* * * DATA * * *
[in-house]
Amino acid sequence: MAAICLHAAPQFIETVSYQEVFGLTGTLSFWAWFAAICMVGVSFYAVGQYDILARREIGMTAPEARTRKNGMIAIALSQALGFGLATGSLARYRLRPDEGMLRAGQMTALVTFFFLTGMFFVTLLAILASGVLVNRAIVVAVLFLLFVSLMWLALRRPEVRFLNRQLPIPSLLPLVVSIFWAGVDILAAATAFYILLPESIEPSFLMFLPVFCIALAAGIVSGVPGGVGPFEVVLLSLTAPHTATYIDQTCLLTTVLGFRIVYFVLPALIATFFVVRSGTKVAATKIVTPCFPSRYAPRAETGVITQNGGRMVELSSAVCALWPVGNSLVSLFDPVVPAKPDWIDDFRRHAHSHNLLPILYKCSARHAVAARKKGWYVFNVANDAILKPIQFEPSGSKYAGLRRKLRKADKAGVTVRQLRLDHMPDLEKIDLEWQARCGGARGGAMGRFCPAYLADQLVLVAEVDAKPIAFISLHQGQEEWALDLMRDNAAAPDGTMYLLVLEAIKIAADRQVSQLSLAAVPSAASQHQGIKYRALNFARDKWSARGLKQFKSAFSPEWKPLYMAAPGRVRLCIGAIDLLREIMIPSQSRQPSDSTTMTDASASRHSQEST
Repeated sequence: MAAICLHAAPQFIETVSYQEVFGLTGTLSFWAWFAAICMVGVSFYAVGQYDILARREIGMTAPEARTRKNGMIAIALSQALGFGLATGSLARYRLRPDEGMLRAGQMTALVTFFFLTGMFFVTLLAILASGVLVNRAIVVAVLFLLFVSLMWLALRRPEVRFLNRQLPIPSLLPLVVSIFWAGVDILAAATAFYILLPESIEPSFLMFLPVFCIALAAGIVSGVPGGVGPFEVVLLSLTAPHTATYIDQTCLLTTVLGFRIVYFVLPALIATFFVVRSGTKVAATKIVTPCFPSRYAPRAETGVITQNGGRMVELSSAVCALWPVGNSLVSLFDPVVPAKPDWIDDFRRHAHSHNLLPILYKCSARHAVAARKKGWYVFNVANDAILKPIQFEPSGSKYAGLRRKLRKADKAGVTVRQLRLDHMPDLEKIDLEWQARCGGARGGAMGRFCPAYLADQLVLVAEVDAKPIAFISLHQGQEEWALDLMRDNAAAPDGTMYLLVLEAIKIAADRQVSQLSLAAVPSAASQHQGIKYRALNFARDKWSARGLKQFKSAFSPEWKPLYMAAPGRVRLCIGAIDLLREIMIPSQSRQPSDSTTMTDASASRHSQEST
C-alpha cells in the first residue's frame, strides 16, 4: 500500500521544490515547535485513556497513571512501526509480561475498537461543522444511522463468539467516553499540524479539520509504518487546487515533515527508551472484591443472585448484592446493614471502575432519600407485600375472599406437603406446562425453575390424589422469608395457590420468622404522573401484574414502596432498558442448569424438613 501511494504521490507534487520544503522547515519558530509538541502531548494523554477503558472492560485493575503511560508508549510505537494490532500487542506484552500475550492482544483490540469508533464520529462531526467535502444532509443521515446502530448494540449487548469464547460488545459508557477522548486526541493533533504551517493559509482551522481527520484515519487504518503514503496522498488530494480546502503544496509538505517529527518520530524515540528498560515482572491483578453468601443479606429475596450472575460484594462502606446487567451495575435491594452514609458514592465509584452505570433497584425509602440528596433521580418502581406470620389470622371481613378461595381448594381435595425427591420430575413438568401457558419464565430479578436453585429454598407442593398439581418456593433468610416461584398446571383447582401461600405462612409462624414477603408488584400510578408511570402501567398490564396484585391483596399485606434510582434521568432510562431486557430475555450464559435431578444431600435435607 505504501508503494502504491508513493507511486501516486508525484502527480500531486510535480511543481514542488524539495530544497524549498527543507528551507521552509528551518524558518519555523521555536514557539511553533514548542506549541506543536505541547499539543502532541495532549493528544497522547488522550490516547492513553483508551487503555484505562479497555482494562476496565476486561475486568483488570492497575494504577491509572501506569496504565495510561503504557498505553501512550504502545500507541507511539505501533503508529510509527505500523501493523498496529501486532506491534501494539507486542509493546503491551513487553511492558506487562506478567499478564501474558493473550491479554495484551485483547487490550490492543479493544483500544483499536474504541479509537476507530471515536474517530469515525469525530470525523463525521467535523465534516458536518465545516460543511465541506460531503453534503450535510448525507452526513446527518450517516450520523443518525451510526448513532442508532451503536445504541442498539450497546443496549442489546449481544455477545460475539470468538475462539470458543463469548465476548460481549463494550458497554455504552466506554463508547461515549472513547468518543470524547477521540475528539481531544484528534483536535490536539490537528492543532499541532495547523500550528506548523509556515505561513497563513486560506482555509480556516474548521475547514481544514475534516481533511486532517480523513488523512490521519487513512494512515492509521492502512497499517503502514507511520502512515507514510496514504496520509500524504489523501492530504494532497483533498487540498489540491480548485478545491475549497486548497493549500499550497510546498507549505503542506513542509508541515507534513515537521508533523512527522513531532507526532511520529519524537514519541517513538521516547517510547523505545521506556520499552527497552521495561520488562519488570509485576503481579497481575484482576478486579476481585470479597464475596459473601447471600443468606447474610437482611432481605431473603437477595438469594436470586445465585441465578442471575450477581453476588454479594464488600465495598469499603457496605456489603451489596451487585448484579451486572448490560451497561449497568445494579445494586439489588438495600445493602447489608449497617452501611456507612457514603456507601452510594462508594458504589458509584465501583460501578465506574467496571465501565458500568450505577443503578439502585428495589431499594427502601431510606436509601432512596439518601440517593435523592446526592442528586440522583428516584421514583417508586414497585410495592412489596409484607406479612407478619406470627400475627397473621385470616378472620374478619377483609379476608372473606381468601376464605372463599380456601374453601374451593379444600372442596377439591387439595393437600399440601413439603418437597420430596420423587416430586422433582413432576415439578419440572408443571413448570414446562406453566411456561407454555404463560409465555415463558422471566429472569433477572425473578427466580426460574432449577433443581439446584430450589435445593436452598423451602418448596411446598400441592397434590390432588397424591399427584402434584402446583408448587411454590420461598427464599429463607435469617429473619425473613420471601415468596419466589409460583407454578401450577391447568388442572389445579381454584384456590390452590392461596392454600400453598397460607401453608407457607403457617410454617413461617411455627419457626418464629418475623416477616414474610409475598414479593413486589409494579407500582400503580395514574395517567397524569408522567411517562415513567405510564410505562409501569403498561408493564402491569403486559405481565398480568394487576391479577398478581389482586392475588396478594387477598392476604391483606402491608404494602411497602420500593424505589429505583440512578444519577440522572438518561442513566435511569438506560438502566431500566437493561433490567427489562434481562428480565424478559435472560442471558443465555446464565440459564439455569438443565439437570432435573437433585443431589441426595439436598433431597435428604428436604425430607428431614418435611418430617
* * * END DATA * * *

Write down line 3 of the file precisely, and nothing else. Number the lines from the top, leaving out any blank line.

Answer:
Repeated sequence: MAAICLHAAPQFIETVSYQEVFGLTGTLSFWAWFAAICMVGVSFYAVGQYDILARREIGMTAPEARTRKNGMIAIALSQALGFGLATGSLARYRLRPDEGMLRAGQMTALVTFFFLTGMFFVTLLAILASGVLVNRAIVVAVLFLLFVSLMWLALRRPEVRFLNRQLPIPSLLPLVVSIFWAGVDILAAATAFYILLPESIEPSFLMFLPVFCIALAAGIVSGVPGGVGPFEVVLLSLTAPHTATYIDQTCLLTTVLGFRIVYFVLPALIATFFVVRSGTKVAATKIVTPCFPSRYAPRAETGVITQNGGRMVELSSAVCALWPVGNSLVSLFDPVVPAKPDWIDDFRRHAHSHNLLPILYKCSARHAVAARKKGWYVFNVANDAILKPIQFEPSGSKYAGLRRKLRKADKAGVTVRQLRLDHMPDLEKIDLEWQARCGGARGGAMGRFCPAYLADQLVLVAEVDAKPIAFISLHQGQEEWALDLMRDNAAAPDGTMYLLVLEAIKIAADRQVSQLSLAAVPSAASQHQGIKYRALNFARDKWSARGLKQFKSAFSPEWKPLYMAAPGRVRLCIGAIDLLREIMIPSQSRQPSDSTTMTDASASRHSQEST